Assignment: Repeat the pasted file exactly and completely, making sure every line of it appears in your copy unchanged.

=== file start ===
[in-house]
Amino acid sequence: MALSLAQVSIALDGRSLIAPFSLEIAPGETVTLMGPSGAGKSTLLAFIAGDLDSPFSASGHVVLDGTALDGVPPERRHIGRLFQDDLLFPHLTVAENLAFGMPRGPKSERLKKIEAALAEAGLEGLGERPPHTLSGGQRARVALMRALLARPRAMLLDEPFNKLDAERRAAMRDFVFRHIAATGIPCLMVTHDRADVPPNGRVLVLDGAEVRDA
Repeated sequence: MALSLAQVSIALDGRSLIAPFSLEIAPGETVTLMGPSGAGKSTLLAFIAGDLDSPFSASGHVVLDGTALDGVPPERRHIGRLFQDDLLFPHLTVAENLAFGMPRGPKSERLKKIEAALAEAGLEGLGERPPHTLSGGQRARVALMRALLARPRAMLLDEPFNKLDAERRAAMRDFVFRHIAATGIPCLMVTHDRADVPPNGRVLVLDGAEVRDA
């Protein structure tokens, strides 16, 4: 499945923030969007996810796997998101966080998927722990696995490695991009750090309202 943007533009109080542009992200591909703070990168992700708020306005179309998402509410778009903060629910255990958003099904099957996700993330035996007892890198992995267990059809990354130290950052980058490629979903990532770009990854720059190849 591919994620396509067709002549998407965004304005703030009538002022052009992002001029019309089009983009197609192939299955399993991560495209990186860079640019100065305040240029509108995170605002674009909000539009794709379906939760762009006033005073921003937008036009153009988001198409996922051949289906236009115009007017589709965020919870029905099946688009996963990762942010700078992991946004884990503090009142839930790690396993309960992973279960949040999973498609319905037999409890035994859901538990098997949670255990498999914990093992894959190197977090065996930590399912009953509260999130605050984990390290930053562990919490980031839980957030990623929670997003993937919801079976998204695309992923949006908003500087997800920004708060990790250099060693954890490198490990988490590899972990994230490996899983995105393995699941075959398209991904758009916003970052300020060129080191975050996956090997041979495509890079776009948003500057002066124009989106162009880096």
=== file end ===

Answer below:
[in-house]
Amino acid sequence: MALSLAQVSIALDGRSLIAPFSLEIAPGETVTLMGPSGAGKSTLLAFIAGDLDSPFSASGHVVLDGTALDGVPPERRHIGRLFQDDLLFPHLTVAENLAFGMPRGPKSERLKKIEAALAEAGLEGLGERPPHTLSGGQRARVALMRALLARPRAMLLDEPFNKLDAERRAAMRDFVFRHIAATGIPCLMVTHDRADVPPNGRVLVLDGAEVRDA
Repeated sequence: MALSLAQVSIALDGRSLIAPFSLEIAPGETVTLMGPSGAGKSTLLAFIAGDLDSPFSASGHVVLDGTALDGVPPERRHIGRLFQDDLLFPHLTVAENLAFGMPRGPKSERLKKIEAALAEAGLEGLGERPPHTLSGGQRARVALMRALLARPRAMLLDEPFNKLDAERRAAMRDFVFRHIAATGIPCLMVTHDRADVPPNGRVLVLDGAEVRDA
């Protein structure tokens, strides 16, 4: 499945923030969007996810796997998101966080998927722990696995490695991009750090309202 943007533009109080542009992200591909703070990168992700708020306005179309998402509410778009903060629910255990958003099904099957996700993330035996007892890198992995267990059809990354130290950052980058490629979903990532770009990854720059190849 591919994620396509067709002549998407965004304005703030009538002022052009992002001029019309089009983009197609192939299955399993991560495209990186860079640019100065305040240029509108995170605002674009909000539009794709379906939760762009006033005073921003937008036009153009988001198409996922051949289906236009115009007017589709965020919870029905099946688009996963990762942010700078992991946004884990503090009142839930790690396993309960992973279960949040999973498609319905037999409890035994859901538990098997949670255990498999914990093992894959190197977090065996930590399912009953509260999130605050984990390290930053562990919490980031839980957030990623929670997003993937919801079976998204695309992923949006908003500087997800920004708060990790250099060693954890490198490990988490590899972990994230490996899983995105393995699941075959398209991904758009916003970052300020060129080191975050996956090997041979495509890079776009948003500057002066124009989106162009880096």